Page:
The second year, I paced myself better and had by then developed a "system" for vice dean work, but also concentrated on revamping my teaching (with one new course and a completely revamped teaching philosophy that prompted a redesign of another).  I also did a fair amount of conference travel in the Fall.  As a consequence, I still overclocked it, but had a better writing summer than the year before (albeit, one article short of my overall objective).

This year, I am in the midst of a new experiment, which I call "block planning".  Basically, I moved all my teaching into one term -- carrying my (vice-dean reduced load) of 3 courses between Sept and Dec.  I also was fortunate in being able to concentrate teaching days -- teaching twice in one day each week through the Fall, and once two days later. 

Meanwhile, I kept admin duties to "maintenance" as much as possible.  I also strictly adhered to a "maintenance" schedule on research and writing, confining myself to edits in anticipation of publication, mini-essays for my more substantive blogs (which serve as placeholdors for articles I intend to write) and participation in local (and only local) conferences.  And then I said no to other invitations that would take me far away, and bring me back jetlagged and with make-up classes to do.

I think the "block" strategy has worked very well so far.  Focusing on teaching meant that I could be "all in" with that pursuit, and not distracted by a million other things or consumed with existential angst about "not having time to write".  I also found that there actually is an economy of scale to teaching, even with radically different courses.  I found myself ticking along with a really focused habit of prep, teach, marking and giving constant feedback.  An emphasis of the last item: because I wasn't crowded by competing demands, I could really focus on giving feedback (something I find validating and rewarding, although I'm not sure my students would always agree). 

I don't record this kind of things, but I was probably in the range of 50-55 hour weeks on average.  But I also think I could have pared away a little more of the "mini-research" and done four courses in the semester, so long as they were concentrated into two teaching days (and I wasn't doing a course for the first time).  This block was 13 weeks out of 52, so there is still ample time to be well-rounded in the 2013-14 period.

Yes, exams and term papers remain to be marked.  But now, I can shift to a second "block" -- course planning for next academic years and other vice dean tasks.  And because I have "systems" for that, I anticipate having more time on the margins for other "service to the community" activities (peer reviews, grant application reviews etc.) and also for more sustained writing and research.  What I will not have come January is more than 100 students in my various classes whose emails I try to respond to in an expeditious manner.  I also will not have "lost days" -- teaching days tend to disappear even with a relatively short class.  I don't know why that is, actually, but between prep, teaching, questions, catching up on emails that come while you're teaching etc., the day seems to disappear.  (That is a compelling reason, in my view, to concentrate teaching days as much as possible.)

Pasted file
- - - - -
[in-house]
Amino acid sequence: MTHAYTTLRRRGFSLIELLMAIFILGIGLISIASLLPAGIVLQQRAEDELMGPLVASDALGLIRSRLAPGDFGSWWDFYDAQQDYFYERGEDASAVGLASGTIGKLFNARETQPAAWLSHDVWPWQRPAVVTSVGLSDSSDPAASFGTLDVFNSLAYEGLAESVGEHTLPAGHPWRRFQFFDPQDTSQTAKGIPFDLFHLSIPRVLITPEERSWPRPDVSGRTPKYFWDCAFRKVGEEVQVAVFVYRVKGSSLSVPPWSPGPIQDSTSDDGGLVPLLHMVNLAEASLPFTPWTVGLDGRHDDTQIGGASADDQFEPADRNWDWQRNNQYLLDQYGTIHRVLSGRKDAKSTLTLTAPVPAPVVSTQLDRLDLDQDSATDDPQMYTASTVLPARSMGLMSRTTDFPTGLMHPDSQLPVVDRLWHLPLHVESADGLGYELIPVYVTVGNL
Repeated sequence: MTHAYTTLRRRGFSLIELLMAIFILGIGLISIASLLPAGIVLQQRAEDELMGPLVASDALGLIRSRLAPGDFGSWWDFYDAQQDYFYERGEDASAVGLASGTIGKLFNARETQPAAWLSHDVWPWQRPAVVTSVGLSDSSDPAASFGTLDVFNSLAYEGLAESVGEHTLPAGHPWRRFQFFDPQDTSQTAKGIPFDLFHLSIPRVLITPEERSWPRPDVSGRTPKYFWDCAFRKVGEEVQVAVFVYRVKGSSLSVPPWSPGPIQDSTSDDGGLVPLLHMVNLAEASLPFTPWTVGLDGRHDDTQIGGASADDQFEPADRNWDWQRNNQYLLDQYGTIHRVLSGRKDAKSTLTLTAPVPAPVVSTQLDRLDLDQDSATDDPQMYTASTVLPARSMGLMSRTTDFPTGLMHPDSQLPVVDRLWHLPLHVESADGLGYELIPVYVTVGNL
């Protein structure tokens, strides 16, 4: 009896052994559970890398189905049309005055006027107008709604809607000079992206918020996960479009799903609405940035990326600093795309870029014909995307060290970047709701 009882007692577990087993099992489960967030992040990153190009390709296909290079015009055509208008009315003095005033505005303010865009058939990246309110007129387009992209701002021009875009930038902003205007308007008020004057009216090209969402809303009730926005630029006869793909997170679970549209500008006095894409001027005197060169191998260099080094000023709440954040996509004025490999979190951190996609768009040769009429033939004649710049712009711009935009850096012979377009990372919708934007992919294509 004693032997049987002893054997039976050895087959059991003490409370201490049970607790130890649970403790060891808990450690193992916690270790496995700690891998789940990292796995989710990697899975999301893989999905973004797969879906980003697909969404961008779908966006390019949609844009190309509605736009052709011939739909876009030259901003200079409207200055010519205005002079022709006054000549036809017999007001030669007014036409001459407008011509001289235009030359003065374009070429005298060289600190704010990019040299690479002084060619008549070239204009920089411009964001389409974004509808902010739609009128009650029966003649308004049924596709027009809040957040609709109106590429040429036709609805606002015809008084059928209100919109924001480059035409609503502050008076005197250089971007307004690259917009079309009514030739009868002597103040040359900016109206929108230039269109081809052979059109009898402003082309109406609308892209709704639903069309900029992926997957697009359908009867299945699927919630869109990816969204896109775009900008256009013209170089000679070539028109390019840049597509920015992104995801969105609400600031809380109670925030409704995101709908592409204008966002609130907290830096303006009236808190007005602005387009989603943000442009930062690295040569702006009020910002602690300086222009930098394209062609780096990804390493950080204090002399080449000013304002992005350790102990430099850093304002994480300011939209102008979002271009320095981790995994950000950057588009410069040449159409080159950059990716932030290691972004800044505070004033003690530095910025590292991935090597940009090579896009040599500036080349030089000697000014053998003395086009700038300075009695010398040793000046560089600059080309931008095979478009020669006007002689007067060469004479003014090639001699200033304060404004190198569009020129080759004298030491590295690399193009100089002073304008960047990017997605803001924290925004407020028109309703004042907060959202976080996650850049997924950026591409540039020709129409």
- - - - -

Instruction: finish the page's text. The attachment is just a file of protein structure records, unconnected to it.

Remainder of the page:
So in the next "block", I hope to achieve economies of scale and also real economies of scope. 

Come May, I shall be able to shift away from admin (because most of it will be done) to a fuller "research block".  There too I have a plan: go off the grid as much as possible and be ruthless is distinguishing between administrative wheat (that which needs to be done) and administrative chaff (activities analogous to trying to drive through the snowbank at the end of my drive after the plow comes by).

Time will tell.  But my advice so far to colleagues in similar situations who struggle to "do it all" at the same time is to instead approach the year as a unit, subdivided into blocks.  Try as much as possible to be a one-trick pony in each block and be as ruthless as you can reasonably be in guarding that objective.  Worry about "doing it all" only as an annual objective.

This may not be universal advice, but for me it has worked so far.

Coach's Eye for the Aspiring Lawyer

For those interested in technology in the classroom, I share a recent experience this term with a $4.99 app installed on my iPad known as "Coach's Eye". 

Designed for coaches, the app is a video analysis programs that allows a user to draw on or pause and narrate commentary on videos recorded by the iPad (or iPhone) camera.  The user may then upload the edited video to a blind URL on the Coach's Eye website and share with whomever. 

I used the app this year to record student presentations in one of my seminar classes.  I then reviewed and narrated comments on those presentations, uploading the video to the website and sharing with the student. 

I don't know what the students thought about my comments, but this is absolutely the best experience I have ever had giving (what I hope was) useful feedback.  Truth be told, written feedback on an oral presentation doesn't work very well, in my experience.  A student seeing themselves on video is worth a 1000 written words.  And all this for $4.99.